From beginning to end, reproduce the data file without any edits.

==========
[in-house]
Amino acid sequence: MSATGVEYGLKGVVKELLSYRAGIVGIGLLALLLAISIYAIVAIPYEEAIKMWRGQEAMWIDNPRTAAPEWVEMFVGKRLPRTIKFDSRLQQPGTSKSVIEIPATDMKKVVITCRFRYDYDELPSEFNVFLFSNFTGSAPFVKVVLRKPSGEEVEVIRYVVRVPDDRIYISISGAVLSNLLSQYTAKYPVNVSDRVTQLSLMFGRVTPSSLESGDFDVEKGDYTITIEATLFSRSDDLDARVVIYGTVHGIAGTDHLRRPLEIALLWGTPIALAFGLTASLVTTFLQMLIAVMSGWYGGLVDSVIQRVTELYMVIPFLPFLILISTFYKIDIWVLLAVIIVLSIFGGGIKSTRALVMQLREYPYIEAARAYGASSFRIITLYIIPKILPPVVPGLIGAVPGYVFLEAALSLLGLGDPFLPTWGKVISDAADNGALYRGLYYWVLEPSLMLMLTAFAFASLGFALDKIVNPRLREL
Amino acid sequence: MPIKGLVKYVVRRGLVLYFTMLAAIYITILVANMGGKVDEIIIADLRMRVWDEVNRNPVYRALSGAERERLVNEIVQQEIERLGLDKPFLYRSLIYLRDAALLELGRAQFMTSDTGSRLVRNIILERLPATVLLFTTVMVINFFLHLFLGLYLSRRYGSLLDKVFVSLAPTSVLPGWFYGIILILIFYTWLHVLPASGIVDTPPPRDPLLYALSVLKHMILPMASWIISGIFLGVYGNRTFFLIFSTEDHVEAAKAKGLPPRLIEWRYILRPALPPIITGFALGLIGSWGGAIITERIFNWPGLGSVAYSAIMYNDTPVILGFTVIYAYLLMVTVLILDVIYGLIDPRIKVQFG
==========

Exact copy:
[in-house]
Amino acid sequence: MSATGVEYGLKGVVKELLSYRAGIVGIGLLALLLAISIYAIVAIPYEEAIKMWRGQEAMWIDNPRTAAPEWVEMFVGKRLPRTIKFDSRLQQPGTSKSVIEIPATDMKKVVITCRFRYDYDELPSEFNVFLFSNFTGSAPFVKVVLRKPSGEEVEVIRYVVRVPDDRIYISISGAVLSNLLSQYTAKYPVNVSDRVTQLSLMFGRVTPSSLESGDFDVEKGDYTITIEATLFSRSDDLDARVVIYGTVHGIAGTDHLRRPLEIALLWGTPIALAFGLTASLVTTFLQMLIAVMSGWYGGLVDSVIQRVTELYMVIPFLPFLILISTFYKIDIWVLLAVIIVLSIFGGGIKSTRALVMQLREYPYIEAARAYGASSFRIITLYIIPKILPPVVPGLIGAVPGYVFLEAALSLLGLGDPFLPTWGKVISDAADNGALYRGLYYWVLEPSLMLMLTAFAFASLGFALDKIVNPRLREL
Amino acid sequence: MPIKGLVKYVVRRGLVLYFTMLAAIYITILVANMGGKVDEIIIADLRMRVWDEVNRNPVYRALSGAERERLVNEIVQQEIERLGLDKPFLYRSLIYLRDAALLELGRAQFMTSDTGSRLVRNIILERLPATVLLFTTVMVINFFLHLFLGLYLSRRYGSLLDKVFVSLAPTSVLPGWFYGIILILIFYTWLHVLPASGIVDTPPPRDPLLYALSVLKHMILPMASWIISGIFLGVYGNRTFFLIFSTEDHVEAAKAKGLPPRLIEWRYILRPALPPIITGFALGLIGSWGGAIITERIFNWPGLGSVAYSAIMYNDTPVILGFTVIYAYLLMVTVLILDVIYGLIDPRIKVQFG